JP: First, as an artist who has been releas­ing your own mate­r­ial (largely self-published), how has it been adapt­ing to the new forms of media dis­tri­b­u­tion? I mean you obvi­ously started out in a DIY fash­ion, but as the new mil­len­nium has rolled on, did you find it easy to adapt to the new media options such as Face­book, Kick­starter, Band­camp, etc. Or are you still work­ing on get­ting hooked up with more of those sources?

PR: I have been very for­tu­nate in recent years in find­ing peo­ple who have offered to cre­ate art­work for my albums, post video clips on YouTube and cre­ate social media net­work­ing sites because they like my music and want to help me to reach a wider audi­ence. And I make sure that they have all the mate­r­ial they need which includes writ­ing blogs and typ­ing in lyrics etc so that they have new mate­r­ial to feed these sites and keep vis­i­tors inter­ested and com­ing back for more. It was my idea to cre­ate the themed ‘traf­fic dri­vers’ offer­ing free down­loads of my songs to the Steam­punk, Poe, Love­craft and Bolan com­mu­ni­ties and because I have the rights to all my albums I don’t have to ask a label or publisher’s per­mis­sion to do that. That is the great advan­tage to being inde­pen­dent. I’m also going to be mak­ing some of my fan­tasy nov­els and short sto­ries avail­able as ebooks but I don’t under­stand the tech­ni­cal aspect of for­mat­ting and set­ting up web pages. These things take time to learn and to cre­ate and my pri­or­ity has to be mak­ing new music.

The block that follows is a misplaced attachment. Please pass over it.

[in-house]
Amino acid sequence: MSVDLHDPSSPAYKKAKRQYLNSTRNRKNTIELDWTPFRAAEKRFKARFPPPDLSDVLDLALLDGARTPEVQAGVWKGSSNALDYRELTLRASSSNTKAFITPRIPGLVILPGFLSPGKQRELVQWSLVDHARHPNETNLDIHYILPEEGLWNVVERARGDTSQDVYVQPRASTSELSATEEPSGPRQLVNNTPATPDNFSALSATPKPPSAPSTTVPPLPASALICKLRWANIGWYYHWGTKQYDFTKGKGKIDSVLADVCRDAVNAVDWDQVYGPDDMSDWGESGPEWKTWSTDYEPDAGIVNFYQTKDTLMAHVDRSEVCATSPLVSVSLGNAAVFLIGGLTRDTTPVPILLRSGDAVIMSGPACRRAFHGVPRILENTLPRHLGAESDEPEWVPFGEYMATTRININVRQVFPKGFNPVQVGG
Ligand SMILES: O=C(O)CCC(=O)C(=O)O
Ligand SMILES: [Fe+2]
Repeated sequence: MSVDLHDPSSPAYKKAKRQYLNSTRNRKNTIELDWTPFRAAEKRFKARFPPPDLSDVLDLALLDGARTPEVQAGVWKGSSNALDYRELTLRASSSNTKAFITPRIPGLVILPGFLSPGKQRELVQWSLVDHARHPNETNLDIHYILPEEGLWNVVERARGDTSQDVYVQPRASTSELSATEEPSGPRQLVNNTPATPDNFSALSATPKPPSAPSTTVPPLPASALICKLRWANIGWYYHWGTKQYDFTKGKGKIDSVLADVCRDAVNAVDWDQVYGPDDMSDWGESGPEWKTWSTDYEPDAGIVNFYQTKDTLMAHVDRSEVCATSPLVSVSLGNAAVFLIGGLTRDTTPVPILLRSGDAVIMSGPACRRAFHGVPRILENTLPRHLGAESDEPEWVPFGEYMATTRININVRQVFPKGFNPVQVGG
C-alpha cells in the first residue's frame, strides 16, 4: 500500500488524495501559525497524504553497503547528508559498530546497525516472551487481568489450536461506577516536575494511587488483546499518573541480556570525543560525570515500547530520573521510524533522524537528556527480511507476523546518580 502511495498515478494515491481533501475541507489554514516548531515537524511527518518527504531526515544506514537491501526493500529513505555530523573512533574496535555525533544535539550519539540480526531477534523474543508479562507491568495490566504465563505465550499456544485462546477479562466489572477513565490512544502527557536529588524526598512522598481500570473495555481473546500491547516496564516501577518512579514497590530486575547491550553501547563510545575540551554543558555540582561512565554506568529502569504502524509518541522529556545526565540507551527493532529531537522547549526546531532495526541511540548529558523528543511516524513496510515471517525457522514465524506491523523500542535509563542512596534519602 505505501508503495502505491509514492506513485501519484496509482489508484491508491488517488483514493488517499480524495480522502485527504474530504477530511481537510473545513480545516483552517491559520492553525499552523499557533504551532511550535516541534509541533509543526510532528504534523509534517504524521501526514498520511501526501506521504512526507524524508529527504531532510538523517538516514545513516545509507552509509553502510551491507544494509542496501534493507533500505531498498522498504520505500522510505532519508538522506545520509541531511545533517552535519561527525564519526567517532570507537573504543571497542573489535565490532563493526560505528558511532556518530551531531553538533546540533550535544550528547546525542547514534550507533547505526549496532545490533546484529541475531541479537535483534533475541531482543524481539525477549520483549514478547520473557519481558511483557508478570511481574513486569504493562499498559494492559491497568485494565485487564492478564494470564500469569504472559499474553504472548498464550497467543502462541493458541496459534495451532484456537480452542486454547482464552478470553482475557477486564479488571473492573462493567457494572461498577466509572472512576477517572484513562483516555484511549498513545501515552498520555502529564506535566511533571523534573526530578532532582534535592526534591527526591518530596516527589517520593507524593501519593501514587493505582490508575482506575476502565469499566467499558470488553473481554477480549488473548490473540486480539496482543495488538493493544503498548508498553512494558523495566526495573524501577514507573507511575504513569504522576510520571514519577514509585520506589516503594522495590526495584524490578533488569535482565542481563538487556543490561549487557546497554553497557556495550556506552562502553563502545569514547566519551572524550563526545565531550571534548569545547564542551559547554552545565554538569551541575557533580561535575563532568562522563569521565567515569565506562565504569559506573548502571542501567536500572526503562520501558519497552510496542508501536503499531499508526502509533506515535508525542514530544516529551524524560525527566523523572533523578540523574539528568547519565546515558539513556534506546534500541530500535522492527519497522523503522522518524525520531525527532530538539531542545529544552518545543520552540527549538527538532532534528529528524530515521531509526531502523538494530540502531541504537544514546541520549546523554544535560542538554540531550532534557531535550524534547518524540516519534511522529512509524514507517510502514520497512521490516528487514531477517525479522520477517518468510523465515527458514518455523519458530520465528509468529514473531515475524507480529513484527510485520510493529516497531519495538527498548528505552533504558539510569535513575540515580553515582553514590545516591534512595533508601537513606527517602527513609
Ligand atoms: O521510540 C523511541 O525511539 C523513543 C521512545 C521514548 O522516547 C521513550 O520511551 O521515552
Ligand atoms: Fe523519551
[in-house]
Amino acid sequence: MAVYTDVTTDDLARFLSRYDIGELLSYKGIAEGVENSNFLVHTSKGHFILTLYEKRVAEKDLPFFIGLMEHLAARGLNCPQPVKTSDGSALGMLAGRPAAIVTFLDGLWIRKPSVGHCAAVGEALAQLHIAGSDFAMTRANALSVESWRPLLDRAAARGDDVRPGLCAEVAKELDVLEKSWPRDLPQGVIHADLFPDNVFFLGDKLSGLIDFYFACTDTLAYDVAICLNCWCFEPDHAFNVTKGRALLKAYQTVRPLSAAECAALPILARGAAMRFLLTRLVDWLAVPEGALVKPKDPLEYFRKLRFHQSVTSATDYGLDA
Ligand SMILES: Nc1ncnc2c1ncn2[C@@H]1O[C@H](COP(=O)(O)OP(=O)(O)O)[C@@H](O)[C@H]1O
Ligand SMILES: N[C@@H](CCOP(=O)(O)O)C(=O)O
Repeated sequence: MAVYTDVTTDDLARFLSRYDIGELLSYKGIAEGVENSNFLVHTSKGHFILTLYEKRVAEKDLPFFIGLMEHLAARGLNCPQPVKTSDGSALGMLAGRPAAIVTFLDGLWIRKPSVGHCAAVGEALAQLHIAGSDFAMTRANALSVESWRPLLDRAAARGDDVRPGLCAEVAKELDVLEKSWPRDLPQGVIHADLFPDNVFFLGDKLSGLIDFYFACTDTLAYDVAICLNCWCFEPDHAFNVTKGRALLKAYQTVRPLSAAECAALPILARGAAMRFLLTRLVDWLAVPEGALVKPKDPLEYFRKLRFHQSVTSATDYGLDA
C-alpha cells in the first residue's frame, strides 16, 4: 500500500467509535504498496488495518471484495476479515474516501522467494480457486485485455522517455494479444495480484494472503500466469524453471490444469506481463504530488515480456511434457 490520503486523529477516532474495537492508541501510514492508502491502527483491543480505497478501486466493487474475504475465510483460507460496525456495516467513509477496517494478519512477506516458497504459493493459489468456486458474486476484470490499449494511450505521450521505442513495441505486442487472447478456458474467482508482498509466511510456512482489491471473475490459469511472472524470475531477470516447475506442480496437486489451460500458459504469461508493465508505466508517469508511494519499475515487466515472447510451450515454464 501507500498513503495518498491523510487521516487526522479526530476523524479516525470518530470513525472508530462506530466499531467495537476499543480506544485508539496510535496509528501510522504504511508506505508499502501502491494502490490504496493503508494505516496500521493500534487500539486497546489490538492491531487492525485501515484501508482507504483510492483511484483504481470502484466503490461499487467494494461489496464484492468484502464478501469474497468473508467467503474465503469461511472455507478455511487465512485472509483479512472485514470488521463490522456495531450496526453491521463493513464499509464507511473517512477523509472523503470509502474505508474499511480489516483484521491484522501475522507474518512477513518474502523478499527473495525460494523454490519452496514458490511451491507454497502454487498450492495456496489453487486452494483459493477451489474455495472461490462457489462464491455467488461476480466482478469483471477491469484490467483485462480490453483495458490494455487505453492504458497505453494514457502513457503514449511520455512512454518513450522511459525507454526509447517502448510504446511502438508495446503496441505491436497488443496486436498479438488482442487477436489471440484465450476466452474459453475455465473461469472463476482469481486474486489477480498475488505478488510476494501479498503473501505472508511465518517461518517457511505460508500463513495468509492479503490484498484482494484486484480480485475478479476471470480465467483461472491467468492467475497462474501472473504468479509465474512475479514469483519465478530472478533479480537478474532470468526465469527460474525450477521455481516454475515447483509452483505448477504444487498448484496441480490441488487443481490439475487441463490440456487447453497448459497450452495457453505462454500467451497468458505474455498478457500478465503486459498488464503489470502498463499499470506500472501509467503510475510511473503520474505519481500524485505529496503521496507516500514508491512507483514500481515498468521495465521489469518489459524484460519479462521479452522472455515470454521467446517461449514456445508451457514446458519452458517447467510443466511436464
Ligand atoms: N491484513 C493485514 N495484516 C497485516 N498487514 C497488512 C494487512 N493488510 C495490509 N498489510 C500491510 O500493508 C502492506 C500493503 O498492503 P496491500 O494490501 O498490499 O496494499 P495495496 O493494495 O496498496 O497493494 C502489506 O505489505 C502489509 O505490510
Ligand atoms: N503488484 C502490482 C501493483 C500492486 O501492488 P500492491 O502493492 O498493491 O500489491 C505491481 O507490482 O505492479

Grimm is one of Roland’s lat­est CDs, inspired by the Broth­ers Grimm fairy tales.

JP: Have you noticed any renewed inter­est in your project with the recent rise of the Steam­punk Sub­cul­ture? Have any of the cur­rent musi­cians work­ing in that scene con­tacted you at all?